It Takes More Than Mind Games To Win

25/03/2015 8:51 PM IST | Updated 15/07/2016 8:25 AM IST
India's Rohit Sharma speaks to the media during a pre match press conference at the Cricket World Cup in Sydney, Australia, Wednesday, March 25, 2015. India will play Australia in the World Cup semifinal on Thursday to gain a place in the final against New Zealand.(AP Photo/Rob Griffith)

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One issue that seems to have dominated the debate about tomorrow's semi-final between Australia and India is sledging. But whatever the compunctions expressed, never-mind what players from either side may have said, I don't think it should affect the outcome of the match.

Mitchell Johnson, Australia's pace ace, has said that apart from the swinging grenades that he will hurl, the Indian batsmen will also have to cope with his verbal volleys. Not to be outdone, Virat Kohli who wears his aggression on his sleeve, had said that it won't be a one-way traffic where this contest is concerned.

But players from both sides know that sledging can, at best, be a sideshow, not the main course. This is because in new-age cricket, there is no shock value remaining in the tactic. The globalization of the sport and the great detail in which sport is covered by television today has robbed it of its edge, in my opinion.

The tactic is simple: distract the opponent through insult and often abuse - to make him angry and vulnerable.

For the record, sledging, or 'banter' if you prefer, is a part of Australian cricket culture. Over time, it got a more refined description when Steve Waugh called it 'mental disintegration' of the opposition.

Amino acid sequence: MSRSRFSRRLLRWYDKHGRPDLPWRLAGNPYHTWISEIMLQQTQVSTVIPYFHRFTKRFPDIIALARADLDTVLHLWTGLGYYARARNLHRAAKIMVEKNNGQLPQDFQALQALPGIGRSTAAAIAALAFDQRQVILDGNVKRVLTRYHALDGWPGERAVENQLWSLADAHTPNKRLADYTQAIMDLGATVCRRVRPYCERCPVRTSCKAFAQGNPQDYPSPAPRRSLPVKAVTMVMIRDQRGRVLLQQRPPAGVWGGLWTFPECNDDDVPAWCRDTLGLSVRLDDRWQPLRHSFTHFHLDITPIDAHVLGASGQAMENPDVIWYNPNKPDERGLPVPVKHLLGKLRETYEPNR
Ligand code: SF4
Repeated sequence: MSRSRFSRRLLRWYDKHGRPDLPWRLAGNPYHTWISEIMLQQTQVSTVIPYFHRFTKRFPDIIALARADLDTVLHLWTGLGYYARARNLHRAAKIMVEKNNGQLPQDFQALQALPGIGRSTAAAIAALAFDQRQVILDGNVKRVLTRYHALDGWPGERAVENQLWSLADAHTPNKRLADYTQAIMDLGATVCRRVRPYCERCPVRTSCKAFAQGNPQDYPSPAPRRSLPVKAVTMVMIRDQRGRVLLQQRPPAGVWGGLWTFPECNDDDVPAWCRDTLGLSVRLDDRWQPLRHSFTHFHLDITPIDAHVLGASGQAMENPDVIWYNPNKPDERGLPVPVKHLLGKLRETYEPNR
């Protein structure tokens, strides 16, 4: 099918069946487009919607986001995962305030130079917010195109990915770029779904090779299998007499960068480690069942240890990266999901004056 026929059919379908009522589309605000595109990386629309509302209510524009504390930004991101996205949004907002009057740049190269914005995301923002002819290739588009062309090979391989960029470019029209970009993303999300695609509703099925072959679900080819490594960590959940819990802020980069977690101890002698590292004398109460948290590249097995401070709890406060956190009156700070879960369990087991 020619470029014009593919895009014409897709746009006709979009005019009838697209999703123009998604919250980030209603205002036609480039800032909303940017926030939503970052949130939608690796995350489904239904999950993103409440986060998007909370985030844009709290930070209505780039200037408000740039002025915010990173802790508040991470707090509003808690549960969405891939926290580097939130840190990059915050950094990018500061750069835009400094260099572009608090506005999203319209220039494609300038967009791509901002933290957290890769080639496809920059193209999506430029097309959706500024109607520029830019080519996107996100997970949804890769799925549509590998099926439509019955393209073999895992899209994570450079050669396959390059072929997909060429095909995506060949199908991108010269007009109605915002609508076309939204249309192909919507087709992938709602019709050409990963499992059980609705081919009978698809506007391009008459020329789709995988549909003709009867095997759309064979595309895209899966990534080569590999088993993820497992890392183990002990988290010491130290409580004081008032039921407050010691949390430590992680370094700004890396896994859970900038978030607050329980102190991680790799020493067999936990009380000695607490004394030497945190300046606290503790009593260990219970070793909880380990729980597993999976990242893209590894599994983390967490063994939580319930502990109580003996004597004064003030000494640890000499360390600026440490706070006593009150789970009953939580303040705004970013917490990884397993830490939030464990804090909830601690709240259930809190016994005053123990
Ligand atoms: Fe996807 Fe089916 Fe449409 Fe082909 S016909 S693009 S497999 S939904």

The tactic is simple: distract the opponent through insult and often abuse - to make him angry and vulnerable.

Go through cricket history, there has hardly been a time when there was an Australian team which didn't sledge. But this tactic has had diminishing marginal utility once it acquires inevitability. Tackling it becomes that much easier.

Indeed, players from other countries also worked out their own methods of giving it back. Former India batsman Vinod Kambli related the advice given to him by master batsman Sunil Gavaskar: don't respond when you are batting, because that will dilute your concentration, but give it back when you are fielding.

Different players work out what suits them best. Sometimes the team tactic could be a mix of different approaches. So, while Virat Kohli likes to give it back, M S Dhoni prefers to ignore sledging completely. But in his silence too is a tactic, for nothing riles a sledger more than being ignored.

My own belief is that as long as it does not get downright abusive or violent, some pow-wow in the middle adds to the drama of the game. True, some players tend to fly off the handle in which case the game's authorities now move in swiftly to reprimand or fine them.

In my opinion therefore, unless some players sully Thursday's match by grossly poor behavior, sledging, even if it happens, will be inconsequential to the result.

This a battle of skills, nerve and ambition between the two fine teams. To put the semi-final of a World Cup at stake by getting sucked into a different battle would be foolhardy.

While they may be passionate and emotional, perhaps even high strung, I don't think players from either team are idiotic enough to jeopardise the prospects of becoming World Cup winners.

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